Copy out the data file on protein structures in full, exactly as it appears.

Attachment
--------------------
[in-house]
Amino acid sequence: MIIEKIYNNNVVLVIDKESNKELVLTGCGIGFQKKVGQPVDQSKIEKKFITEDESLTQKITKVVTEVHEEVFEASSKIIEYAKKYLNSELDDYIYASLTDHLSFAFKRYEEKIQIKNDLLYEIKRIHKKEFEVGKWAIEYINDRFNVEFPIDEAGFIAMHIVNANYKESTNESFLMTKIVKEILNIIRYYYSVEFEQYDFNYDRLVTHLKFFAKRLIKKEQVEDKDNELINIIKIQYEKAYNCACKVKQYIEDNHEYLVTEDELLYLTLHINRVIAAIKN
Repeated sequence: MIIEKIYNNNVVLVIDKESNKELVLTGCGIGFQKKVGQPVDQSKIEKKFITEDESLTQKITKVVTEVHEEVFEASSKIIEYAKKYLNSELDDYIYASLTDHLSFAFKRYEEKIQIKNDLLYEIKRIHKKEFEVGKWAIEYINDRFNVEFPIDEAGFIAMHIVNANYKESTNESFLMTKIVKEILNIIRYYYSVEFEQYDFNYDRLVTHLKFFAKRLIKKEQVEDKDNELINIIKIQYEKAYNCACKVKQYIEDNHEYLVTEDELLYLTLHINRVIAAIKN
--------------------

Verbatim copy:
[in-house]
Amino acid sequence: MIIEKIYNNNVVLVIDKESNKELVLTGCGIGFQKKVGQPVDQSKIEKKFITEDESLTQKITKVVTEVHEEVFEASSKIIEYAKKYLNSELDDYIYASLTDHLSFAFKRYEEKIQIKNDLLYEIKRIHKKEFEVGKWAIEYINDRFNVEFPIDEAGFIAMHIVNANYKESTNESFLMTKIVKEILNIIRYYYSVEFEQYDFNYDRLVTHLKFFAKRLIKKEQVEDKDNELINIIKIQYEKAYNCACKVKQYIEDNHEYLVTEDELLYLTLHINRVIAAIKN
Repeated sequence: MIIEKIYNNNVVLVIDKESNKELVLTGCGIGFQKKVGQPVDQSKIEKKFITEDESLTQKITKVVTEVHEEVFEASSKIIEYAKKYLNSELDDYIYASLTDHLSFAFKRYEEKIQIKNDLLYEIKRIHKKEFEVGKWAIEYINDRFNVEFPIDEAGFIAMHIVNANYKESTNESFLMTKIVKEILNIIRYYYSVEFEQYDFNYDRLVTHLKFFAKRLIKKEQVEDKDNELINIIKIQYEKAYNCACKVKQYIEDNHEYLVTEDELLYLTLHINRVIAAIKN